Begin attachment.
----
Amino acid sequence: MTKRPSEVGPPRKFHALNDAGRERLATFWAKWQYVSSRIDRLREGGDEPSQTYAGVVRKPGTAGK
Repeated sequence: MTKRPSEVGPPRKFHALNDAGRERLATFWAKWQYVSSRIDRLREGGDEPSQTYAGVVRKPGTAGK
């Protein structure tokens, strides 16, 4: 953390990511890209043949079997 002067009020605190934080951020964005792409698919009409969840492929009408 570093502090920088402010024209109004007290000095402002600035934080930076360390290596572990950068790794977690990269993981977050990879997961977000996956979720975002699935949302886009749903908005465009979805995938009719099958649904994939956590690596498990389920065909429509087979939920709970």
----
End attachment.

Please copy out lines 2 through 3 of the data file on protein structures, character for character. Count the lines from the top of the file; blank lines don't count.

Repeated sequence: MTKRPSEVGPPRKFHALNDAGRERLATFWAKWQYVSSRIDRLREGGDEPSQTYAGVVRKPGTAGK
């Protein structure tokens, strides 16, 4: 953390990511890209043949079997 002067009020605190934080951020964005792409698919009409969840492929009408 570093502090920088402010024209109004007290000095402002600035934080930076360390290596572990950068790794977690990269993981977050990879997961977000996956979720975002699935949302886009749903908005465009979805995938009719099958649904994939956590690596498990389920065909429509087979939920709970």